7 Terrific TED Books to Read on Your Lunch Break ...

If you like a quick read on your lunch or coffee break then you must read one of these TED books. I only discovered TED books very recently and if you're a fan of TED talks, you may be familiar with some of the contributors. These short TED ebooks are meant to be read in just an hour and for a small price, can be downloaded onto your mobile devices from the TED books app. Here are some of the best TED books I have read so far.

1. Would You Stay? by Michael Forster

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One of my favorite TED books is Would You Stay? Michael is a photojournalist who travels to Chernobyl and Fukushima to try and understand why people refuse to leave these radioactive zones, despite the obvious risks. It's a stunning book which blends interviews with photos, maps and audio recordings and leaves us questioning whether we would stay if we were in that situation.

2. Weekday Vegetarian by Graham Hill and Alex Estes

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We all know that a vegetarian diet can have profoundly positive effects on our health but what if you just love meat too much to give it up altogether? This book offers a solution, which could markedly improve our health, environment and of course the welfare of animals. He suggests no meat from Monday to Friday but at the weekends, you can still enjoy your favorite burger if you so desire. He also includes some tasty recipes for the vegetarian-diet fearing folk, just to prove that veggie dishes can be both tasty and healthy.

3. Beware Dangerism! by Gever Tulley

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Unfortunately, we live in a climate of fear where health and safety rules have gone crazy and you can't go anywhere without being told that it's just too dangerous. When I was a teacher, it became so difficult to organize a school trip because of the risk assessment paperwork I had to complete and I would often give up altogether. But our parents didn't grow up in a society where it was too scary to walk to school or play on the monkey bars in the park. This book highlights the fact that statistically, our lives are no more dangerous than the generations before us but the media likes to leave us quivering in our homes.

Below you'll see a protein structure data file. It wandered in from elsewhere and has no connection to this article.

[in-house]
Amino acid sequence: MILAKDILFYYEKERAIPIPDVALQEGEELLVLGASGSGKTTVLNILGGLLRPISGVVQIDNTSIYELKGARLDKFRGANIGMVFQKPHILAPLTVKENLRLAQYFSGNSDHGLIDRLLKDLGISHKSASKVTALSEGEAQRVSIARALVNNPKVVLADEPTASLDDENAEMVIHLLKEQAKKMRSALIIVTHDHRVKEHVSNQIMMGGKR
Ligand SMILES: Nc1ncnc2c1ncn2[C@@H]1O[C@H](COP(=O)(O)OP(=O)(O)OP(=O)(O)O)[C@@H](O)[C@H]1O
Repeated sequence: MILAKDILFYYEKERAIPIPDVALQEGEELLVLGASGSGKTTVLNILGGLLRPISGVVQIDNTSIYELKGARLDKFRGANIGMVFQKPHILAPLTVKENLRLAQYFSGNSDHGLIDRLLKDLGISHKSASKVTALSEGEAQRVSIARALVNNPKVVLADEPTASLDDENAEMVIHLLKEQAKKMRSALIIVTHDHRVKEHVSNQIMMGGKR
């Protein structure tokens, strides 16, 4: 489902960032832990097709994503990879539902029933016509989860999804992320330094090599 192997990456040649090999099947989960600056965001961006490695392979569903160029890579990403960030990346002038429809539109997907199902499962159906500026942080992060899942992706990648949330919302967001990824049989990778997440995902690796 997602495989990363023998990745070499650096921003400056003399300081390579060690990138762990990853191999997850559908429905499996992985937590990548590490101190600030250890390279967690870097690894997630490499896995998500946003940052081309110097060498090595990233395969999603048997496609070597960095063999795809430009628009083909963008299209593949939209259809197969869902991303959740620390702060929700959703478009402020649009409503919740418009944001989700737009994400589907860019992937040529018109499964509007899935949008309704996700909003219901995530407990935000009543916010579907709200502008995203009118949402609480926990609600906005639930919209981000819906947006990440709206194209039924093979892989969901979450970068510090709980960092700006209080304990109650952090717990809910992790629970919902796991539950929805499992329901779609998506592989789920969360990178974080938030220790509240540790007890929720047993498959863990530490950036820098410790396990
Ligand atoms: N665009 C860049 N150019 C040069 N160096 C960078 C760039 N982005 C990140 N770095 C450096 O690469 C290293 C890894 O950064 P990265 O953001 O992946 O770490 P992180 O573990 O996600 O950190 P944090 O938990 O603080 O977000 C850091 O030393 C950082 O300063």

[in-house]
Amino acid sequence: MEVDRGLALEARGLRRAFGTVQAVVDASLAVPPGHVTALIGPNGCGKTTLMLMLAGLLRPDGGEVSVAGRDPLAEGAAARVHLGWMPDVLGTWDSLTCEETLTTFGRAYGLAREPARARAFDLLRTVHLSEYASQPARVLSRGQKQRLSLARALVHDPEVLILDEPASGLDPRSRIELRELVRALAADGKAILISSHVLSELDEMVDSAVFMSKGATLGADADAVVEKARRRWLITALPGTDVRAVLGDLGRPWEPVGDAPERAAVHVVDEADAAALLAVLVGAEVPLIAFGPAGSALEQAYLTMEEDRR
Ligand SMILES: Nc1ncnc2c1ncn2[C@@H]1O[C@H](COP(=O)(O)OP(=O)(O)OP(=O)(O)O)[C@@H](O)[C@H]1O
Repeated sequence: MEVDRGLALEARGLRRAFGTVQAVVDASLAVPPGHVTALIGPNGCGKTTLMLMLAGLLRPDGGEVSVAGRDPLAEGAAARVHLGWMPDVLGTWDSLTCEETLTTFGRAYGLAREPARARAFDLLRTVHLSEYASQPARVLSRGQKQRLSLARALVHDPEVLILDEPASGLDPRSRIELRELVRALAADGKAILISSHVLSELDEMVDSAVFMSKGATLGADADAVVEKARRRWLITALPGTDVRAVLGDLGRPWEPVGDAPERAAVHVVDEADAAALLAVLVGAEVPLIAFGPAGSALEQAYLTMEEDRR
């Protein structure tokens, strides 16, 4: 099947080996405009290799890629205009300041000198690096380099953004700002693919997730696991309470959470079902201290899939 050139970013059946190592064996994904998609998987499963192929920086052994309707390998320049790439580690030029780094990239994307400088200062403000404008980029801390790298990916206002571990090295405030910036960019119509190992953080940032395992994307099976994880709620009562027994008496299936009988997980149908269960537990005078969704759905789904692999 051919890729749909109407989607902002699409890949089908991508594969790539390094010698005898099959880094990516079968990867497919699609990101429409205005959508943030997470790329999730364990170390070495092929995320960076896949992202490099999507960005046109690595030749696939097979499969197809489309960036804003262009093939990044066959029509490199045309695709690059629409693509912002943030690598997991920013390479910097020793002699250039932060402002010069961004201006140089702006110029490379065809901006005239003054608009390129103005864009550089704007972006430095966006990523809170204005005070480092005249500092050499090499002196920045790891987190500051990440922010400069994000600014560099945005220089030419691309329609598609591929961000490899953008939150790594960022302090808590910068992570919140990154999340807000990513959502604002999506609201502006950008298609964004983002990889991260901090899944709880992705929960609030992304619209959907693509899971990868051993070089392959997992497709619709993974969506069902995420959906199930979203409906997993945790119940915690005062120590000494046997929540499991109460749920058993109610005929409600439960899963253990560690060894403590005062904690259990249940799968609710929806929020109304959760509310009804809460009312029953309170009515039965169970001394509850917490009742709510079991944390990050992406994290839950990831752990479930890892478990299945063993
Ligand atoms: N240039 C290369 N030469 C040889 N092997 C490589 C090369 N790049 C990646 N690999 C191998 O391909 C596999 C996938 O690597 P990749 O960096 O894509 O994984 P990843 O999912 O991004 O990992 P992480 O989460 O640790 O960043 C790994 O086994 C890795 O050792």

4. Things Don't Have to Be Complicated by Larry Smith

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If you had six words to define your life, what would you say? Things Don't Have to Be Complicated is inspired by Hemingway's poignant six-word story: "For sale: baby shoes, never worn". In 2006, Smith presented the challenge to his online community, SMITH Magazine, to write a six-word memoir. Examples include: "Said he loved me, he lied." "I still make coffee for two." The results will leave you wanting more and after reading this, you will certainly be inspired to write your own six-word memoir.

5. Cheating the Impossible by Philippe Petit

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Philippe Petit's name has become synonymous with daredevil stunts and literally living life on the edge. He was the guy who walked between the twin towers in New York City on a taut cable in 1974. It makes my legs turn to jelly just thinking about it. But this is more than an exploration of his amazing feats of bravery. This is an entertaining and personal account of his life and he offers words of advice to help us live our lives to the full.

6. The Happiness Manifesto by Nic Marks

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What makes us happy? We all find ourselves posing this question at one point or another in our lives. The assumption is that economic prosperity is the key to happiness but this book explores the ways in which economic growth seems to be creating more issues and is actually affecting our potential for happiness rather than contributing towards it. If you're interested in what makes people happy then this book is for you.

7. Smile by Ron Gutman

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We all know how much smiling can make a difference to both ourselves and the people we meet. This book explores the powers of this seemingly innocuous act and the ways it can convey a range of emotions. It's an entertaining look at the psychology of the smile and looks at how smiles and grins can mean different things in different cultures. You'll never look at a smile in the same way again!

These are some of the best TED books I have read so far. Do you have any other recommendations?

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